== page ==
Grease Pencil might be a good tool for that, but - ashamed to admit - I still have to learn it. I figured simple poly curves could be used to mark start and end of such marks, and then Geometry Nodes could use the shortest path between them, which for short enough segments should work:
- The first frame removes triangles just to make it less common for the shortest path to go wrong way; obviously if you want to mark a path through a triangle (which wouldn't really be a loop-path), you would need to mute the green node inside orange frame.
- The yellow frame subdivides, where all new edges are the all possible loops.
- The red frame deletes all but the new edges, to only keep the loops. This again improves reliability and makes it easier to position the curve endpoints to get a correct path, as well as increases maximum path length, before the shortest path algorithm goes sideways.
- The green frame converts faces to points at their centers and snaps the endpoints to these face-centers-points, because apparently Blender doesn't provide such an option (only edge centers).
- The Fuchsia frame finds the index of the nearest endpoint and assigns it to the points mentioned above; only one, the nearest point will be stored in the attribute, so you can't assign multiple endpoints to a single face; could change that by moving instanced copies apart together with their respective curves and only then associate endpoints.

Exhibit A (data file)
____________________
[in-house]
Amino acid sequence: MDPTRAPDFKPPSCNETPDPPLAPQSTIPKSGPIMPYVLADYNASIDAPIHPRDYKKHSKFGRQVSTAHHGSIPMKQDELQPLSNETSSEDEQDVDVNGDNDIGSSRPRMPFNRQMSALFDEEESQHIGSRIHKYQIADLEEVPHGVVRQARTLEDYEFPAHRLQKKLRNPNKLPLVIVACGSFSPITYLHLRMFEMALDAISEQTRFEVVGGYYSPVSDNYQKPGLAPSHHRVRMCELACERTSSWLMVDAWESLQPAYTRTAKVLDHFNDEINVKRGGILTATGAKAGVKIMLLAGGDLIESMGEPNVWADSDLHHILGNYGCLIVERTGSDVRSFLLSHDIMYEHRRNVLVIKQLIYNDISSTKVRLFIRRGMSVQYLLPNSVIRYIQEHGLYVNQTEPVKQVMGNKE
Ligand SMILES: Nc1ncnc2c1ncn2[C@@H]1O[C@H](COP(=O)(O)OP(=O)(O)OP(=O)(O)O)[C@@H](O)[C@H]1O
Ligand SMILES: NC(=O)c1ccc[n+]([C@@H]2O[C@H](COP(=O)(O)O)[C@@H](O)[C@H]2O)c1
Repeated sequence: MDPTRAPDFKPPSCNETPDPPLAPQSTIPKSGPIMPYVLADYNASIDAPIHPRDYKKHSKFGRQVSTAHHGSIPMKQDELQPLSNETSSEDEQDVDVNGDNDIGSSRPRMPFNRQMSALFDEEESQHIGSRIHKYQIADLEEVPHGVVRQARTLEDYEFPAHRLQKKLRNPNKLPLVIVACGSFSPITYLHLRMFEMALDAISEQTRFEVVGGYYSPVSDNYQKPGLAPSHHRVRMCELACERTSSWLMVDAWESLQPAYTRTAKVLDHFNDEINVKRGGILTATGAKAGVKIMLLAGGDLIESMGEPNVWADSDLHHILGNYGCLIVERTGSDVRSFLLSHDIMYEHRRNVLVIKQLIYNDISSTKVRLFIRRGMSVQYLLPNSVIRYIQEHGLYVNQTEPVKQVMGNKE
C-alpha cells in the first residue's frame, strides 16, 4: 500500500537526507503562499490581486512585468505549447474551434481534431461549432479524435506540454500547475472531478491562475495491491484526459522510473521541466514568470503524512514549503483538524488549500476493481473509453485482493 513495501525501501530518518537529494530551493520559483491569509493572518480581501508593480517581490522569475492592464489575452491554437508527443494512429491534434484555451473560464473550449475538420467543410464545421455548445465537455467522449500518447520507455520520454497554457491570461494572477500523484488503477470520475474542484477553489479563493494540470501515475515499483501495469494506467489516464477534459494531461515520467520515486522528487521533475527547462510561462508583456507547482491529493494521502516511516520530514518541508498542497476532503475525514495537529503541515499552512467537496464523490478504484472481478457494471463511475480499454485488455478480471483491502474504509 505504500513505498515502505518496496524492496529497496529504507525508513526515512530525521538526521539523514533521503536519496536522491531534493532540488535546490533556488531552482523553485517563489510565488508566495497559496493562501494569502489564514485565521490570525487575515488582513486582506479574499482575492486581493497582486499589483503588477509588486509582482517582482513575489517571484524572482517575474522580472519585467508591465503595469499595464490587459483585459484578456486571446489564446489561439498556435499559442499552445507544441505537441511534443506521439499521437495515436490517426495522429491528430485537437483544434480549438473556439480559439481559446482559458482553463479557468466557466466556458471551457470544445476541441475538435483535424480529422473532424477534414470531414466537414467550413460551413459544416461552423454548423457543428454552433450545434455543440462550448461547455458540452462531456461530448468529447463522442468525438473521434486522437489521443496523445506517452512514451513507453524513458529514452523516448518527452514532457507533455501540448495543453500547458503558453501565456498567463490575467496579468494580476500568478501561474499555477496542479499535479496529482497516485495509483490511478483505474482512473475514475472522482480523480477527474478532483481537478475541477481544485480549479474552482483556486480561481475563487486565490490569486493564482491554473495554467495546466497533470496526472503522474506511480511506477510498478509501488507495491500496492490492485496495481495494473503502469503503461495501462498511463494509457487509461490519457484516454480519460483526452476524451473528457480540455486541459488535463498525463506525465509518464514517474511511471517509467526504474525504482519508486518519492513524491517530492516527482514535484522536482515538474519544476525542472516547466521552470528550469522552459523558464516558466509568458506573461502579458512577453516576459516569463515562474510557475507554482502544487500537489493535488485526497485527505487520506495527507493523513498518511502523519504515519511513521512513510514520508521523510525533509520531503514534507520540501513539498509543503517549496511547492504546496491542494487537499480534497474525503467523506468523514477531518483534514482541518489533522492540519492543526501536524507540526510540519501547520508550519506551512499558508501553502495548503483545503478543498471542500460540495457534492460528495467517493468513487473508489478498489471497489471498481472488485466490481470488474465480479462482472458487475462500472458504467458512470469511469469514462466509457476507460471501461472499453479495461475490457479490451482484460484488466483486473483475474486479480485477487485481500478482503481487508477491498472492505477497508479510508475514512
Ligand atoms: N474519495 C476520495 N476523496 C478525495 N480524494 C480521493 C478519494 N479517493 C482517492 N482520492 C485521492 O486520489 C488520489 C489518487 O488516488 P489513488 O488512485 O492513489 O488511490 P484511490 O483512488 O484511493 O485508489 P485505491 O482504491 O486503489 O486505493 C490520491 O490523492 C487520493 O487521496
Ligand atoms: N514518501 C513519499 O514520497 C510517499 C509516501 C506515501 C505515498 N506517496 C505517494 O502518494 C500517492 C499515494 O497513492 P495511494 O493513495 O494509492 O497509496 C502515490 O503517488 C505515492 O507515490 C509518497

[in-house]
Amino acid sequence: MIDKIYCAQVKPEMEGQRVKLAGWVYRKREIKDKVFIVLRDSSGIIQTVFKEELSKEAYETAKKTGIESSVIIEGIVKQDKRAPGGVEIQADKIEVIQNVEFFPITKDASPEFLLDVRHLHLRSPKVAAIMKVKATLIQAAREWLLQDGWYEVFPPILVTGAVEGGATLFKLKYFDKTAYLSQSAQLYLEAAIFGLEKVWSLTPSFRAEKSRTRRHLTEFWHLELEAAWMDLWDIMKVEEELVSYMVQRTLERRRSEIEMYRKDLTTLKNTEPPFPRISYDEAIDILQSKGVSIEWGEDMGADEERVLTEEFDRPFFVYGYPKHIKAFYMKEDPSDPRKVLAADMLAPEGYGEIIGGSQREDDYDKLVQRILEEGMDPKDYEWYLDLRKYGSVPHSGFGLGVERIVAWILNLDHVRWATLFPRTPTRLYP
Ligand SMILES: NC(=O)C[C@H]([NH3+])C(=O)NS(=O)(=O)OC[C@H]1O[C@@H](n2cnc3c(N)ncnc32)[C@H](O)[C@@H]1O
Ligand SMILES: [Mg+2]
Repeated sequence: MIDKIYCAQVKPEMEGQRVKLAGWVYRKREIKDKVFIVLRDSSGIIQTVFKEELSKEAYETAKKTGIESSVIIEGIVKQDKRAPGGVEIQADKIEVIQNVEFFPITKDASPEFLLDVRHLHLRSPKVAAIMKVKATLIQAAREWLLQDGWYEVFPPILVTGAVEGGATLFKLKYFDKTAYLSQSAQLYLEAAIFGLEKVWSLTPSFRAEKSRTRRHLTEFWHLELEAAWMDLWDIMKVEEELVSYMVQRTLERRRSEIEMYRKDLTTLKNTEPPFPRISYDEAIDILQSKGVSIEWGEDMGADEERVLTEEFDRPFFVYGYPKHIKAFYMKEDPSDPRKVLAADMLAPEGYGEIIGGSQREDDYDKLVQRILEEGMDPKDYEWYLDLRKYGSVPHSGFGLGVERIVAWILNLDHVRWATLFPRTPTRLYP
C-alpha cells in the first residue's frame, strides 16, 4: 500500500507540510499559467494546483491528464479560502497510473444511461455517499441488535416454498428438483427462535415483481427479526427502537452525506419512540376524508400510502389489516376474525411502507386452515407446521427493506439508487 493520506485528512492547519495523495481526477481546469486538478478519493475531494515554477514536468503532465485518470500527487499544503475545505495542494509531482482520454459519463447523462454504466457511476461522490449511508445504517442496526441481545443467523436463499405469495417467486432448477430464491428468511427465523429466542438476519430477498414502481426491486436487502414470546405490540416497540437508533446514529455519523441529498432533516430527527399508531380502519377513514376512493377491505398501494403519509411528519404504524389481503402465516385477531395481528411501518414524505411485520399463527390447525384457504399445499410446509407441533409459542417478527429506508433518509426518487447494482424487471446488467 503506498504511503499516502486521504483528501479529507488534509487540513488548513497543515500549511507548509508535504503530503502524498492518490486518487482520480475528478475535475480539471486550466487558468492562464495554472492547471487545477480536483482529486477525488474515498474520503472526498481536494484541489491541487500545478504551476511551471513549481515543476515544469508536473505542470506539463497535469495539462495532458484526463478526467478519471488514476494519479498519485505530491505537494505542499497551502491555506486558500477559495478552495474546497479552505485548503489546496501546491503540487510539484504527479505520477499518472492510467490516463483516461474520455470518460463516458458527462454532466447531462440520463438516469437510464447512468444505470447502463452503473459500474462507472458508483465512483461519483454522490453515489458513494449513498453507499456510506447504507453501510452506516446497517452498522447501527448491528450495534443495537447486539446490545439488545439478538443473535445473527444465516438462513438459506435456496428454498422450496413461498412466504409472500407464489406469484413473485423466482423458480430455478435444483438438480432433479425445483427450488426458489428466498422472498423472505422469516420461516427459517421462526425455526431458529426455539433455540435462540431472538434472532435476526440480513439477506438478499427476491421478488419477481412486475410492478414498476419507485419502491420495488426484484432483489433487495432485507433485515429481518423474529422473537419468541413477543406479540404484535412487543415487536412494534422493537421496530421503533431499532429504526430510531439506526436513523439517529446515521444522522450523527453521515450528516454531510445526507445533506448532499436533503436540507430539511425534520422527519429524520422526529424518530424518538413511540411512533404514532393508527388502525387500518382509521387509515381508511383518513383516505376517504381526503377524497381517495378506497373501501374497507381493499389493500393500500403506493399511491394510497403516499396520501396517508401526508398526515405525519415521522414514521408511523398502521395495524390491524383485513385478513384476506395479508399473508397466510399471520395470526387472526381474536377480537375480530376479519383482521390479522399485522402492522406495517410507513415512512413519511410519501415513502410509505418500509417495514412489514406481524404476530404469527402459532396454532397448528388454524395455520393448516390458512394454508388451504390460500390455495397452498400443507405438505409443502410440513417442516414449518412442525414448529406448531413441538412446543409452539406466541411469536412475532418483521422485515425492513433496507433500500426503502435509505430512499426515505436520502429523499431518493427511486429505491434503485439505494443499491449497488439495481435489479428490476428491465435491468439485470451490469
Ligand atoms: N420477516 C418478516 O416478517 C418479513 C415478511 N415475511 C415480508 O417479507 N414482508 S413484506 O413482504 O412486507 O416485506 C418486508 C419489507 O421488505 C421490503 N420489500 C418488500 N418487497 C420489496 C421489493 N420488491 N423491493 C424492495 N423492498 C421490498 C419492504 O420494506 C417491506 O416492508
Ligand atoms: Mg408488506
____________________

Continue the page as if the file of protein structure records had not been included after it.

- The pink frame checks the distance to actually mark the face-centers-points as start/end; this and previous frame could be combined using "Store Named Attribute" which supports selection.
- 2nd green frame duplicates the mesh for each curve, because otherwise I don't think I could change "End Vertex" based on "Star Vertex".
- Light blue frame could maybe be more readable if it would check captured endpoint index → modulo 2 → equal 0 (first point of a spline = start) AND index → evaluate on domain: spline → equal captured instance index AND the boolean attribute.
- Dark blue frame likewise could check with modulo equal 1.
- Violet frame takes a normal of nearest surface to push the curve outside, which is important as sometimes triangulation may hide the curves snapped to quads…
- Then just bevel the curve and done:
For a normal usage one probably would use much shorter curves, but I wanted to show roughly the maximum possible length of the curves before the shortest path algorithm fails (by finding the shortest path instead of the loop). Also, it is the user's responsibility to position the endpoints correctly, displayed by orange, L-shaped path.
The look could be improved using e.g. new Blur node (default 1,1 endpoints → boolean not could be used as weight to not move the ends), or converting to mesh, subdivision surface and converting back, or setting the spline type to bezier and handle types to auto… Arrows could be positioned on caps (again using endpoints and align to euler to tangent) or radius could be suddenly increased and slowly decreased to 0 near the ends… I figured it's all too easy, subjective and unnecessary noise both in the node tree and effect, naked curves communicate the flow well enough. Similarly ensuring the curves don't overlap is fancy but is it really needed?:
("Delete Original Edges" → Sample Nearest Point: Index → Group ID of Accumulate Field Node, add "Trailing" to the scale of the Set Position: offset)